From weddings and baby showers to charitable causes, your co-workers are constantly asking you to donate cash for events and gifts at work. In some cases, you’re probably more than happy to contribute, but other times you just feel annoyingly obligated.
Rachel R. Wagner, a licensed corporate etiquette and international protocol consultant, trainer and speaker, said there are some situations where you should pitch in for an event or gift at work. This includes if the person works in your department, on your team or is in another department, but you’re decently acquainted with them due to work projects.
She said you should also donate if there’s a fundraiser for a dire need circumstance — i.e., a house fire.
“Even if you don’t know the employee, every little bit of support helps,” she said.
Wagner said the same rule applies for a GoFundMe page for an employee you know.
“Do be supportive and click the anonymous button if you wish,” she said.
Additionally, she said you should contribute if a colleague is raising money for a charitable event, such as a fundraiser walk — i.e., for a cause like Alzheimer’s or breast cancer.
“Even if you don’t know the employee, or even just barely know the employee, it’s a way to show your support — if you like to walk and have the time available on your schedule,” Wagner said. “The registration, which often includes a t-shirt for the event, is usually minimal.”
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On the other hand, Jodi R.R. Smith, owner and president of Mannersmith Etiquette Consulting, said there are many situations where you should not feel obligated to donate for an event or a gift at work.
“No matter where you are on the company org-chart, what you do with your paycheck is your own business,” she said. “When someone asks, do not feel pressured into an automatic response.”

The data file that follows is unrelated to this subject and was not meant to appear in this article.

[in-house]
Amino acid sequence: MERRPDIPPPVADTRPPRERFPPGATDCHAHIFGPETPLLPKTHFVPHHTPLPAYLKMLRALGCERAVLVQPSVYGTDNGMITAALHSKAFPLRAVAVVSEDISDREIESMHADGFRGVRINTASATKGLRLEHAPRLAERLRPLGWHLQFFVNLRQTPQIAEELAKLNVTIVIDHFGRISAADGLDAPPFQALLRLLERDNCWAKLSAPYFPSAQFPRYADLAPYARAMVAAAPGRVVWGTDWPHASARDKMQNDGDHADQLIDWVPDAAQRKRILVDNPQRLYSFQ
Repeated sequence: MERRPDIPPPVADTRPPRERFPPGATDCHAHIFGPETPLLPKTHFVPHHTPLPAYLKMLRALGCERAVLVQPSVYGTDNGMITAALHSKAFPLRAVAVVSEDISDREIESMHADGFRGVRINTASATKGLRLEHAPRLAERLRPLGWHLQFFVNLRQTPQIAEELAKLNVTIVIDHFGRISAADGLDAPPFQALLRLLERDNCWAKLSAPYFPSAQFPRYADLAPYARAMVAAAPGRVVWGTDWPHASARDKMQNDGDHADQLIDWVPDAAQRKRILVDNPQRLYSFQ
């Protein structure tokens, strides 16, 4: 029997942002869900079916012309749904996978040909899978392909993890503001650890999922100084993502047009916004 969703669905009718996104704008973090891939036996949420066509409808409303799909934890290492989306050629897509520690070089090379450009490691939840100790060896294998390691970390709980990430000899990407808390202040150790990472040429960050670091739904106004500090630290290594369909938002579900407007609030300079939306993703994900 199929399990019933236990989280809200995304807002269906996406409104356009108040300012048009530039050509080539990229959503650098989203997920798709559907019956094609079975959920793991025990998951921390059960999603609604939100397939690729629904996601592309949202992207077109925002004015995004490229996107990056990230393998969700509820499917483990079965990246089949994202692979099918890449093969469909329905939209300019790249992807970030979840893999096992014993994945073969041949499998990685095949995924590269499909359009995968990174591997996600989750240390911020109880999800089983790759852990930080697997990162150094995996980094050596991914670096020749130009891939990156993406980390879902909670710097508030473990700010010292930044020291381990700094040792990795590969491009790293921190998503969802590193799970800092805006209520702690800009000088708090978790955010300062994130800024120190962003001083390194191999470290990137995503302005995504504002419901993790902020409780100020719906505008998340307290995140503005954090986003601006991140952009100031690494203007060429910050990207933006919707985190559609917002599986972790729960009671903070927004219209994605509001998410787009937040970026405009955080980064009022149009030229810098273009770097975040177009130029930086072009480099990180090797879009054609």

If you feel inclined, she said it’s fine to ask when the deadline to donate is and circle back if you decide to contribute.
“Even if you do want to donate, you get to decide on the amount,” she said. “Most places now know to ask with a suggested donation or any and all contributions are welcome so that people are able to give what they are able.”
She said there’s also no need to fret over your reasoning for not donating.
“When you decide not to contribute, you are not obligated to provide an explanation,” she said. “Unless this person is helping you pay your bills, they do not need access to your budgetary decisions.”
In some cases, the person collecting money might push back, and if this happens, Smith said to stand your ground.
“If they are nosey, a simple ‘Oh, I wish I could, but I do wish him all the best’ will do,” she said.
Jennifer Porter, an etiquette expert and founder of Satsuma Designs, agreed there’s no need to always chip in for work events or gifts. In fact, she said people should feel very comfortable opting out if they decide not to donate.
“If it’s a gift for a co-worker that you would like to support in some way, an individual card or note is absolutely welcome,” she said.
Try not to feel bad if you are unable or unwilling to pitch in, as Porter said asking co-workers to donate money is sometimes a bit improper in the first place.
“I find that too often teams lean on members to chip in money when it might not be an appropriate ask,” she said. “You will not come off as a curmudgeon, and in my opinion the asks need to be done very carefully,” she said.
So there you have it — even etiquette experts might disagree on whether or not you need to donate to a specific cause at work. In most cases, it’s probably best to follow your instincts.
If you have the means and desire, it’s great to show your support for colleagues as they celebrate life events or raise money for causes close to their hearts. However, if doing so will seriously stretch your budget, or you truly just don’t want to contribute, don’t feel obligated to do so.
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